Providing links to external websites is also discouraged as they may change/disappear at any time without SO control

            Having said that, the link provides most of the tools you need to answer your questions. More specifically, a combination of stack and mean should give you what you specifically asked about:



            heatmap simple customized binary legend
            Asked 2020-Sep-03 at 16:31

            I have this dataframe with True and False values with a heatmap plot:



            Answered 2020-Sep-03 at 16:31


            how to create a tidy x-axis of datetime indexes of a data for my plot
            Asked 2020-Aug-05 at 13:28

            I'm plotting a dataframe which its index is of type datetime (like 2018-05-29 08:20:00).

            I slice the data based on last hour and last day and last week and last month and then I plot them.

            The data is collected every one minuet. So, the index of each row differs only one minute.

            When I plot the data for last hour, the x axis is plotted like:

            Or, for the last month it is like:

            which is clean and readable. But, when I plot the last day data the x-axis index is like:

            Why it is overlapped? how to fix it?

            the codes to plot these time frames are the same, just the given dataframe is changed:



            Answered 2020-Aug-05 at 13:28

            from the first answer to How to plot day and month which is also an answer from question owner I found the solution:



            Is it possible to make a contour plot using ALTAIR 4.1 in python?
            Asked 2020-Jun-30 at 22:35

            I was wondering if there is a way to draw contour plots in altair.

            Matplotlib has api for contour plots as demonstrated here

            There isn't a dedicated api for contour in Altair documentation but i guess may be we could use the grammar to create one ?



            Answered 2020-Jun-30 at 22:35

            Altair does not support contour plots, because they are not supported in Vega-Lite. The issue that tracks contour support in Vega-Lite can be found here:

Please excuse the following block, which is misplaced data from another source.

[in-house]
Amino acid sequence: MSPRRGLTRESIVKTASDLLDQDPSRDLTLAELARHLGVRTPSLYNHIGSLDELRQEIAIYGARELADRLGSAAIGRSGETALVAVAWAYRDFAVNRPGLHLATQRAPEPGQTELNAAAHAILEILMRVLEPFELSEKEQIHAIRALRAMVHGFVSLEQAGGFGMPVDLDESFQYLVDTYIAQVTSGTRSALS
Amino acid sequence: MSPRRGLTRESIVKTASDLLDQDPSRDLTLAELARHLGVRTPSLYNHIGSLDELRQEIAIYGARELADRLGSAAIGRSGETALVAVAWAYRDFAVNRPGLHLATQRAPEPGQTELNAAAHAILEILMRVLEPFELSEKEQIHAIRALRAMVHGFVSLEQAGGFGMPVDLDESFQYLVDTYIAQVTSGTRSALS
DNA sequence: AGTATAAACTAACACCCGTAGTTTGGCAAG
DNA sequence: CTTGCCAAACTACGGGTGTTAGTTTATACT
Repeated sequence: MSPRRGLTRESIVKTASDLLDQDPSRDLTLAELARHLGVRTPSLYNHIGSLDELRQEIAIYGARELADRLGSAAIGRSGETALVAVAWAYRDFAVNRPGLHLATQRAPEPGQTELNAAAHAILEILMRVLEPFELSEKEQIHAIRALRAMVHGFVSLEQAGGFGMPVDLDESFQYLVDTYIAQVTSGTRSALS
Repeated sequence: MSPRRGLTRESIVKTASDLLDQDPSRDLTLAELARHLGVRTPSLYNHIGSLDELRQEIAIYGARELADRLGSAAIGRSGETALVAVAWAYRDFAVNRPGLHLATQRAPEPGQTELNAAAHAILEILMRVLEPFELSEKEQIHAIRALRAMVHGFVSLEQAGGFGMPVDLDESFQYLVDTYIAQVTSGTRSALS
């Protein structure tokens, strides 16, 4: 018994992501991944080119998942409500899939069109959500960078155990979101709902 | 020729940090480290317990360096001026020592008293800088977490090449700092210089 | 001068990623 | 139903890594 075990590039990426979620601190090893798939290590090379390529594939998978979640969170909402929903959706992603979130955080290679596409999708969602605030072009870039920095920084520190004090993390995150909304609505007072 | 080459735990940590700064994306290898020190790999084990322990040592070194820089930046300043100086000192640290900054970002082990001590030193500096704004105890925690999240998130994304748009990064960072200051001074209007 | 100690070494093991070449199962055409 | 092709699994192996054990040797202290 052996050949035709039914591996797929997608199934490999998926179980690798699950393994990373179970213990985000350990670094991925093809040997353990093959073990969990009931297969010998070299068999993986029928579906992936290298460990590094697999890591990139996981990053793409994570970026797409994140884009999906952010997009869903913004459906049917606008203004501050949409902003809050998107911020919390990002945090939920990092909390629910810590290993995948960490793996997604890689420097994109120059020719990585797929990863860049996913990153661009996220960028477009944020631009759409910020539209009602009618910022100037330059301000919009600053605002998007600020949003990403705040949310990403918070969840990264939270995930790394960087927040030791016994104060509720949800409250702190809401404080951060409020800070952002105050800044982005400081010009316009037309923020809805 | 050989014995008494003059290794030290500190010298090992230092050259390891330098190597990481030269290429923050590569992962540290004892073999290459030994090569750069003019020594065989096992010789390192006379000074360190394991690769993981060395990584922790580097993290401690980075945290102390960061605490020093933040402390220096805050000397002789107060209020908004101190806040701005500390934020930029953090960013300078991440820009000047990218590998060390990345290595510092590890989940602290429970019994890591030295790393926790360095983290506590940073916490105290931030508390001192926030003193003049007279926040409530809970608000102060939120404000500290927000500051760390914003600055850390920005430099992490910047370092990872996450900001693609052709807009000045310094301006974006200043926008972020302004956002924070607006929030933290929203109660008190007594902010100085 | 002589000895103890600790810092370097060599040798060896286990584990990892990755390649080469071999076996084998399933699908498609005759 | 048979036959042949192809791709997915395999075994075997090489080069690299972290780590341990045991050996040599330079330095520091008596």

How Pandas is doing groupby for below scenario
            Asked 2020-Mar-28 at 07:47

            I am facing problem while trying to understand the below code snippet of group by.I am trying to understand how is calculation is happening for df.groupby(L).sum().

            This is a code snippet that i got from the urlenter link description here. Thanks for any help.



            Answered 2020-Mar-28 at 07:47

            Rows are grouping by values of list, because length of list is same like number of rows in DataFrame, it means:



            I'm learning from Python Data Science Handbook and got different graph with same code. What's wrong?
            Asked 2020-Feb-25 at 22:46

            Here is the exact code from the book and output:



            Answered 2020-Feb-25 at 22:46

            Concerning the mirroring, consider that the projection involves an arbitrary choice of basis vectors. I'm in no way a machine-learning expert, so I cannot go into detail about the exact working of the algorithm. But if you run the same code several times, you may get all possible orientations, e.g. for 25 runs:



            Pandas time series-specific operations in Altair
            Asked 2020-Feb-22 at 20:39

            Is it possible to perform groupby operations for datetime object in Altair using transform_aggregate function? I am trying to replicate some of the time series plot from "Example: Visualizing Seattle Bicycle Counts" example of Jake VDP's book -

            Does transform_aggregate allow time-series specific operations like resample?



            Answered 2020-Feb-22 at 20:39

            Altair has built-in time groupings using the TimeUnit transform, which can be used either via an explicit transform, or via encoding shorthands.